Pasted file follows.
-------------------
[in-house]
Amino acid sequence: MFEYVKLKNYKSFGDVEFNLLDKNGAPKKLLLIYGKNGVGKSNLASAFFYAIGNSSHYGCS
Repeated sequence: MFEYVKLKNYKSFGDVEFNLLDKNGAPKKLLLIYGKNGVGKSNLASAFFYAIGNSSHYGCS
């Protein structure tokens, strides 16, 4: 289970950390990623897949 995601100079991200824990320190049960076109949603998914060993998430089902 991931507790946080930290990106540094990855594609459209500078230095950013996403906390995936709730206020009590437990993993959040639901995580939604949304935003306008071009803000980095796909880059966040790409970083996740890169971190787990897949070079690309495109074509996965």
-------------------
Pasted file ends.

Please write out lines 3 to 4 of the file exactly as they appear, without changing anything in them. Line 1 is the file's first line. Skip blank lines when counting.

Repeated sequence: MFEYVKLKNYKSFGDVEFNLLDKNGAPKKLLLIYGKNGVGKSNLASAFFYAIGNSSHYGCS
């Protein structure tokens, strides 16, 4: 289970950390990623897949 995601100079991200824990320190049960076109949603998914060993998430089902 991931507790946080930290990106540094990855594609459209500078230095950013996403906390995936709730206020009590437990993993959040639901995580939604949304935003306008071009803000980095796909880059966040790409970083996740890169971190787990897949070079690309495109074509996965």